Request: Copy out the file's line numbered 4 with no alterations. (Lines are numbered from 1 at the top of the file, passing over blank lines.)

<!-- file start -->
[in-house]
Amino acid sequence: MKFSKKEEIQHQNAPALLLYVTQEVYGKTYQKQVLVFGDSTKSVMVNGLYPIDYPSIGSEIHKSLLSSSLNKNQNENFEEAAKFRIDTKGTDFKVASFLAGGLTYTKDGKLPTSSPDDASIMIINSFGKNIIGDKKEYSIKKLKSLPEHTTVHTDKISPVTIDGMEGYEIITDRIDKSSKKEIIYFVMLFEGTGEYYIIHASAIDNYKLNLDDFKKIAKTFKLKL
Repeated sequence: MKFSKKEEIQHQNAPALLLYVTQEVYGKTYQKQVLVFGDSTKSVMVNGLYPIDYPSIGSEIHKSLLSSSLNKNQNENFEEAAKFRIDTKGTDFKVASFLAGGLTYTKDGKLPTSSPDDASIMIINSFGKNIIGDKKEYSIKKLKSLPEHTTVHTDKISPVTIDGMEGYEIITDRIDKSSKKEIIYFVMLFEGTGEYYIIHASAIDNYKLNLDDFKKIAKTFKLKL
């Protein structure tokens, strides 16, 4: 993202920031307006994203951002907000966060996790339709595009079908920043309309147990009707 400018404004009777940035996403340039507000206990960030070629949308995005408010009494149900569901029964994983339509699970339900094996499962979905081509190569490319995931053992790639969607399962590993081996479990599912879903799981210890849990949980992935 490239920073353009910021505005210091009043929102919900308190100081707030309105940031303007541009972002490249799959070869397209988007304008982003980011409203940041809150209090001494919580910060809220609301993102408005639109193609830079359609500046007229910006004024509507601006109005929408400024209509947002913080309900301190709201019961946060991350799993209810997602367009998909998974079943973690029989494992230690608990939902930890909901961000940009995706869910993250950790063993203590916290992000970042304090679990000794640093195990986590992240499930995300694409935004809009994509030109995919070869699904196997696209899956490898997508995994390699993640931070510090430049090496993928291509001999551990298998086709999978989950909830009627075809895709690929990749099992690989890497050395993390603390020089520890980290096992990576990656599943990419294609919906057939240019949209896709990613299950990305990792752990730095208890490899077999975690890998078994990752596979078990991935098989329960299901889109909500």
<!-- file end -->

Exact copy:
């Protein structure tokens, strides 16, 4: 993202920031307006994203951002907000966060996790339709595009079908920043309309147990009707 400018404004009777940035996403340039507000206990960030070629949308995005408010009494149900569901029964994983339509699970339900094996499962979905081509190569490319995931053992790639969607399962590993081996479990599912879903799981210890849990949980992935 490239920073353009910021505005210091009043929102919900308190100081707030309105940031303007541009972002490249799959070869397209988007304008982003980011409203940041809150209090001494919580910060809220609301993102408005639109193609830079359609500046007229910006004024509507601006109005929408400024209509947002913080309900301190709201019961946060991350799993209810997602367009998909998974079943973690029989494992230690608990939902930890909901961000940009995706869910993250950790063993203590916290992000970042304090679990000794640093195990986590992240499930995300694409935004809009994509030109995919070869699904196997696209899956490898997508995994390699993640931070510090430049090496993928291509001999551990298998086709999978989950909830009627075809895709690929990749099992690989890497050395993390603390020089520890980290096992990576990656599943990419294609919906057939240019949209896709990613299950990305990792752990730095208890490899077999975690890998078994990752596979078990991935098989329960299901889109909500």